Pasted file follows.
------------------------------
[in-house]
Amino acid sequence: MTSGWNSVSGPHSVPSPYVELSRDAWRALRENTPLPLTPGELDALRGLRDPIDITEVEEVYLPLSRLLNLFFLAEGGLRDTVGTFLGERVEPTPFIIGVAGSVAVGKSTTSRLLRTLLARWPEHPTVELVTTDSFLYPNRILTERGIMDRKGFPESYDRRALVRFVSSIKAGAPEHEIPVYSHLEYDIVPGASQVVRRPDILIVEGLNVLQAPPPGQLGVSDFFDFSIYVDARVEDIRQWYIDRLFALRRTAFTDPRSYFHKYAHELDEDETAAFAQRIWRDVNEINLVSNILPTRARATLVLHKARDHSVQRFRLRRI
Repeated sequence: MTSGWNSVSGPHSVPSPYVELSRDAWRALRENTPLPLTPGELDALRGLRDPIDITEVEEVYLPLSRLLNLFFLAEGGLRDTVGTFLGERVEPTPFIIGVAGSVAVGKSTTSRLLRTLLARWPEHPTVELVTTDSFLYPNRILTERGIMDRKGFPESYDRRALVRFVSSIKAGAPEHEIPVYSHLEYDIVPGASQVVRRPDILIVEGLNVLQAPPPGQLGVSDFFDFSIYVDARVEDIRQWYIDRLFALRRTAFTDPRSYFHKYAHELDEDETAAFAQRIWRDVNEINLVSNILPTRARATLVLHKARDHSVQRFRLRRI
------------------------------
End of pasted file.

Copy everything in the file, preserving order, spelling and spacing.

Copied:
[in-house]
Amino acid sequence: MTSGWNSVSGPHSVPSPYVELSRDAWRALRENTPLPLTPGELDALRGLRDPIDITEVEEVYLPLSRLLNLFFLAEGGLRDTVGTFLGERVEPTPFIIGVAGSVAVGKSTTSRLLRTLLARWPEHPTVELVTTDSFLYPNRILTERGIMDRKGFPESYDRRALVRFVSSIKAGAPEHEIPVYSHLEYDIVPGASQVVRRPDILIVEGLNVLQAPPPGQLGVSDFFDFSIYVDARVEDIRQWYIDRLFALRRTAFTDPRSYFHKYAHELDEDETAAFAQRIWRDVNEINLVSNILPTRARATLVLHKARDHSVQRFRLRRI
Repeated sequence: MTSGWNSVSGPHSVPSPYVELSRDAWRALRENTPLPLTPGELDALRGLRDPIDITEVEEVYLPLSRLLNLFFLAEGGLRDTVGTFLGERVEPTPFIIGVAGSVAVGKSTTSRLLRTLLARWPEHPTVELVTTDSFLYPNRILTERGIMDRKGFPESYDRRALVRFVSSIKAGAPEHEIPVYSHLEYDIVPGASQVVRRPDILIVEGLNVLQAPPPGQLGVSDFFDFSIYVDARVEDIRQWYIDRLFALRRTAFTDPRSYFHKYAHELDEDETAAFAQRIWRDVNEINLVSNILPTRARATLVLHKARDHSVQRFRLRRI